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Zootaxa. 2016 Mar 15;4092(2):219-30. doi: 10.11646/zootaxa.4092.2.5.

A molecular phylogenetic study on South Korean Tettigonia species (Orthoptera: Tettigoniidae) using five genetic loci: The possibility of multiple allopatric speciation.

Author information

1
Applied Entomology Division, Department of Agricultural Biology, National Academy of Agricultural Science, 166 Nongsaengmyeong-ro, Iseo-myeon, Wanju-gun, Jeollabuk-do, 55365, Republic of KOREA; Email: unknown.
2
Biological Resources Research Department, National Institute of Biological Resources, 42 Hwangyeong-ro, Seo-gu, Incheon, 22689, Republic of KOREA; Email: unknown.
3
Applied Entomology Division, Department of Agricultural Biology, National Academy of Agricultural Science, 166 Nongsaengmyeong-ro, Iseo-myeon, Wanju-gun, Jeollabuk-do, 55365, Republic of KOREA; Email: culent@korea.kr.

Abstract

In Korea, members of the genus Tettigonia have been known as two species, T. ussuriana and T. dolichoptera dolichoptera. However, the taxonomic status of the Jeju Island population of T. ussuriana (JJ-TU) is in question, relative to the mainland population (ML-TU), because of their different body sizes and ratios of wing length. To clarify the relatedness of JJ-TU and ML-TU, we examined the genetic variation and phylogenetic relationships within and between T. ussuriana and related species collected in South Korea, using five genetic loci: three mitochondrial genes (cytochrome c oxidase subunit 1 [CO1], cytochrome c oxidase subunit 2 [CO2], NADH dehydrogenase 1 [ND1]) and two nuclear loci (second internal transcribed spacer [ITS2], and tubulin alpha-1 [TA1]). Unexpectedly, the JJ-TU population is explicitly sister to T. d. dolichoptera, with low genetic distance (0.76-1.22% in CO1), indicating no direct connection with the ML-TU population; this finding suggests a recent divergence involving rapid morphological change without gene flow between JJ-TU and mainland T. d. dolichoptera. The separation of these populations from their common ancestor was caused by geographical isolation during last glacial age. This finding indicates that the JJ-TU population should be elevated to the rank of subspecies, at the very least. Furthermore, the ML-TU population was also revealed to have four genetically divided groups (group A-D) from four localized populations, but no significant morphological differences exist among them. The genetic difference (range 3.19-4.10% in CO1) between group A + B and C + D was especially large, suggesting that cryptic speciation has widely occurred within the mainland areas, caused by allopatric isolations resulting from mountain barriers.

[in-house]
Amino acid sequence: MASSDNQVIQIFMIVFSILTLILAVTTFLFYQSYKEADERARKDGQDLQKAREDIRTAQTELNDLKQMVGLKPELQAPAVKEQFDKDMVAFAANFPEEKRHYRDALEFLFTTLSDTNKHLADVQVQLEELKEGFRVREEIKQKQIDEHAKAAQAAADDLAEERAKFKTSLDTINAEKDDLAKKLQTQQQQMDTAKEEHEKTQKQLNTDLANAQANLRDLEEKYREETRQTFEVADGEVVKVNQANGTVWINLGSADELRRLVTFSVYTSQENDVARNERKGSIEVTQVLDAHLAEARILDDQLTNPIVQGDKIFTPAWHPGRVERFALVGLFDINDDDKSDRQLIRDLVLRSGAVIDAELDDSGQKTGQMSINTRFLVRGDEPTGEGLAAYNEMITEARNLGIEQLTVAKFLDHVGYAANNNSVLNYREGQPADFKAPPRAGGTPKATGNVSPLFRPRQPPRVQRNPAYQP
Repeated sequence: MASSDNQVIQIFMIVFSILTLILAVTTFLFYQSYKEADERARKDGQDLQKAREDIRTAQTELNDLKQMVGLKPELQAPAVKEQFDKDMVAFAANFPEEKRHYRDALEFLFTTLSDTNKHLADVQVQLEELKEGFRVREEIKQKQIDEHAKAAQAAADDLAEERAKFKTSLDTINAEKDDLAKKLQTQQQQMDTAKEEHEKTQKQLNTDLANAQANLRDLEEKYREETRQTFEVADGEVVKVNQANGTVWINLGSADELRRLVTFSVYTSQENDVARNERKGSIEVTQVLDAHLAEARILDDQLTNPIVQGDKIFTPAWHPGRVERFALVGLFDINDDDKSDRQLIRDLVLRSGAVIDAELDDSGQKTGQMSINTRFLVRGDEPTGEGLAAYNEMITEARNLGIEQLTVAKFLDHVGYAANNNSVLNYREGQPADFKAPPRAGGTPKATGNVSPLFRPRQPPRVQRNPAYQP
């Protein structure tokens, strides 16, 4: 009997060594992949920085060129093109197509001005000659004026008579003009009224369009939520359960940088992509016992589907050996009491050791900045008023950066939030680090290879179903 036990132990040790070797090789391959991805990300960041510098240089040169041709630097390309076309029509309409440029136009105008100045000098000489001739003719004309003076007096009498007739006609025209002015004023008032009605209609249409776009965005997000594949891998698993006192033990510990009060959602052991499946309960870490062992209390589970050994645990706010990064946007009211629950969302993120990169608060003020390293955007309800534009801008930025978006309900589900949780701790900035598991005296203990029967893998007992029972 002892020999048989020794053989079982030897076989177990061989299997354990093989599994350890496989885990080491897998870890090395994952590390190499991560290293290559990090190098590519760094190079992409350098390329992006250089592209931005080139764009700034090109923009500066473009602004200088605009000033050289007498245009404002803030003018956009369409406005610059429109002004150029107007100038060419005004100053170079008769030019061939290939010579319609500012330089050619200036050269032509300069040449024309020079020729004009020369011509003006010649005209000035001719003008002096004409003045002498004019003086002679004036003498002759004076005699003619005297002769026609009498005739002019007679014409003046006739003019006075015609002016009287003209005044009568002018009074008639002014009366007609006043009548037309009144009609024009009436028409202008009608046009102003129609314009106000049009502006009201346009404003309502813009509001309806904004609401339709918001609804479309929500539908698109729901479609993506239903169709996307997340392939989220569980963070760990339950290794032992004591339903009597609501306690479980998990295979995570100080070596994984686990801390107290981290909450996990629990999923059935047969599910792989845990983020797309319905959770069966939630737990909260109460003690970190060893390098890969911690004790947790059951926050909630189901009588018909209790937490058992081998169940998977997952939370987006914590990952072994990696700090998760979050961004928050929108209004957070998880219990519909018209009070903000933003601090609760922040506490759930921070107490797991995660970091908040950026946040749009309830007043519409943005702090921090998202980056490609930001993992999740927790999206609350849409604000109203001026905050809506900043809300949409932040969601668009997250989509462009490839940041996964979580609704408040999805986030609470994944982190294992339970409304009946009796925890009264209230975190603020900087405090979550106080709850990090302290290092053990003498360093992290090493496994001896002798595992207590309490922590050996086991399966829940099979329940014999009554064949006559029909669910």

PMID:
27394451
DOI:
10.11646/zootaxa.4092.2.5
[Indexed for MEDLINE]

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